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Independent Contractor vs Employee

When looking to hire, companies may think they know what an Independent Contractor is and that they would rather hire one vs an employee.  However, the Department of Labor recently issued new rules in determining who qualifies as an independent contractor as opposed to an employee, so it’s important to make sure you have it right.


The new rule, effective 3/11/2024, utilizes much of the same components as the old, however, in the past, some factors seemed to carry more weight than others and now the factors are considered equally important.  Some employers think anyone can qualify as long as they both agree to it, but that’s not the case.


As with any new rulings, there are likely to be questions and challenges that may play out in the courts.  But in the meantime, what should employers consider when looking to hire either a contractor or an employee?  The test for an Independent Contractor considers the following:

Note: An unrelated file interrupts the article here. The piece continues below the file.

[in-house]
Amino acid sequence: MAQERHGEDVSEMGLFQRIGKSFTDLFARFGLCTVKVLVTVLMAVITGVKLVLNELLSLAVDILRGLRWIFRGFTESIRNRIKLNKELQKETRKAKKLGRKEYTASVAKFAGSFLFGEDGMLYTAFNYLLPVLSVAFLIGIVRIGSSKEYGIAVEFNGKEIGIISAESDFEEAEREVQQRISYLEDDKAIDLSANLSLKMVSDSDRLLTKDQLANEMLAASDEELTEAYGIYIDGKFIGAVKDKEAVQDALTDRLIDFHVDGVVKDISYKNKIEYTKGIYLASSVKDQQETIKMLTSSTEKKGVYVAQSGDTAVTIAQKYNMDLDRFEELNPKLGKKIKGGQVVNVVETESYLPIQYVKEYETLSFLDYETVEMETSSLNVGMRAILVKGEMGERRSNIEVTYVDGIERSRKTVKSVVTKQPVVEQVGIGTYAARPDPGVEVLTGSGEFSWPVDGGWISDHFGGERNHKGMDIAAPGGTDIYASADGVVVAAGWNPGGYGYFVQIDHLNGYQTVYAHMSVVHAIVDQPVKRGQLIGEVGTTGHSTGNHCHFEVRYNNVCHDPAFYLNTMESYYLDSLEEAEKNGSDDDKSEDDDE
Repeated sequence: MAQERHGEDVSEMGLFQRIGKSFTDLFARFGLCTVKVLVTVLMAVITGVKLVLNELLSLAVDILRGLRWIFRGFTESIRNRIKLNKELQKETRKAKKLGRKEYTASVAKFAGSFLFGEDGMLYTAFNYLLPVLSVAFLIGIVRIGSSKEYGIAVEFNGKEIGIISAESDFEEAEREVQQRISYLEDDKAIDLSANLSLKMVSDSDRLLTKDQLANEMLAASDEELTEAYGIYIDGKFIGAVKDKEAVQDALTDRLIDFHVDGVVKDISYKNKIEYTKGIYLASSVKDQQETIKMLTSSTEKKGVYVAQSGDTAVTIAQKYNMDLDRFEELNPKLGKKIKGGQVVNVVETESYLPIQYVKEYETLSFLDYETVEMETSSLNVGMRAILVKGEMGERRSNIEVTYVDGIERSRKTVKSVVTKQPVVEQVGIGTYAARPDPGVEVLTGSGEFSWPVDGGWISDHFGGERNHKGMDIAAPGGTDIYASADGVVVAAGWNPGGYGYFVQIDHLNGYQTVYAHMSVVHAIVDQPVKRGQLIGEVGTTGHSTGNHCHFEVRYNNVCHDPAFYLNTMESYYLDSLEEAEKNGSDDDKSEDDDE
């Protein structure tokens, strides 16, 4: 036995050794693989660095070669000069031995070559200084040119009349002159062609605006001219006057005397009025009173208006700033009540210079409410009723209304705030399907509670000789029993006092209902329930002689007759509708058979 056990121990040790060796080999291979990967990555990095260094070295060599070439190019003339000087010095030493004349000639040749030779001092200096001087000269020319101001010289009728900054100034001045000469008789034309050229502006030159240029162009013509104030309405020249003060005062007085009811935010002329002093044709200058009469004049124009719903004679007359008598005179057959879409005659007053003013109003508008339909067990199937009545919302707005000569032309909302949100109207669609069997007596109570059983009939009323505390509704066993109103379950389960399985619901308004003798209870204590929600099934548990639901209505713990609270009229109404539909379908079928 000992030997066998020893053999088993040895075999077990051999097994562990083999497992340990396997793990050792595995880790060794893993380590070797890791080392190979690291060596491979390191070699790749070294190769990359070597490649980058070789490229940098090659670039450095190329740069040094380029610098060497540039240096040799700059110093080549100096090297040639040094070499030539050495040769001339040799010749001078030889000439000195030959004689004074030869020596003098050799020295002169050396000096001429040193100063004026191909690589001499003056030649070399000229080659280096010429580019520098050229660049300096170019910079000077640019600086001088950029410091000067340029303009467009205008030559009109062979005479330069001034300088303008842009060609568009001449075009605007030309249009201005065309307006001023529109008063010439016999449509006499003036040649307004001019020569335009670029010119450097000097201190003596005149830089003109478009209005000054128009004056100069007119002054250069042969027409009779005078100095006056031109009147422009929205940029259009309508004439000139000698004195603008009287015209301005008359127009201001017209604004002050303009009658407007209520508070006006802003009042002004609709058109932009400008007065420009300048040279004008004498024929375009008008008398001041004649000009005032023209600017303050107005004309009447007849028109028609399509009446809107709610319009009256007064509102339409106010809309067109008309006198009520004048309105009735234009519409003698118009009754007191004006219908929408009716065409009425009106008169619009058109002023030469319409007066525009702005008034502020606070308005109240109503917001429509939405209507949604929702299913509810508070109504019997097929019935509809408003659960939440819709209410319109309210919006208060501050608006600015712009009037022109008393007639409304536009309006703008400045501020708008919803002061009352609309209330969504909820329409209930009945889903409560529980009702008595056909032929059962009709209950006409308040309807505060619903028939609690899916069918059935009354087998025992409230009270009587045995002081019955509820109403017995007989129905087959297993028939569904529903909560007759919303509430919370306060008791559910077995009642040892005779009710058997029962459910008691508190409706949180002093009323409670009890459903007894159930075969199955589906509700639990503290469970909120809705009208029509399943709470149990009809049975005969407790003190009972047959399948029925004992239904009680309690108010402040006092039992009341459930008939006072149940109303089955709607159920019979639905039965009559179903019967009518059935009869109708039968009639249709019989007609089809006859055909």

1.       Opportunity for profit or loss depending on managerial skill

2.       Investments by the worker and the potential employer (who’s supplies/equipment are used?)

3.       Degree of permanence of the work relationship (is there any type of end date?)

4.       Nature and degree of control (does the employer control/direct all/most of the work?)

5.       Extent to which work performed is an integral part of the employer’s business

6.       Skill and initiative


Be aware, the IRS and NLRA may have different guidance on independent contractors, so this is not the only consideration.    In addition, some states have their own guidance.


What happens if you misclassify someone as an independent contractor who should be an employee?  Well, there can be legal and tax issues involved, leading to potential penalties and legal fees.


Having a contract with an independent contractor is a good idea, but it doesn’t absolve anyone from misclassification issues.  Don’t treat contractors as employees (i.e., don’t provide employee handbooks or onboard them like employees, don’t pay them from payroll, don’t enroll them in benefit plans or issue business cards, don’t require set hours, etc.). 


Independent contractors are not employees and shouldn’t be used as substitutes.  See the DOL Wage and Hour Division for additional information at

 



Two business women having a conversation
Independent Contractor or Employee?


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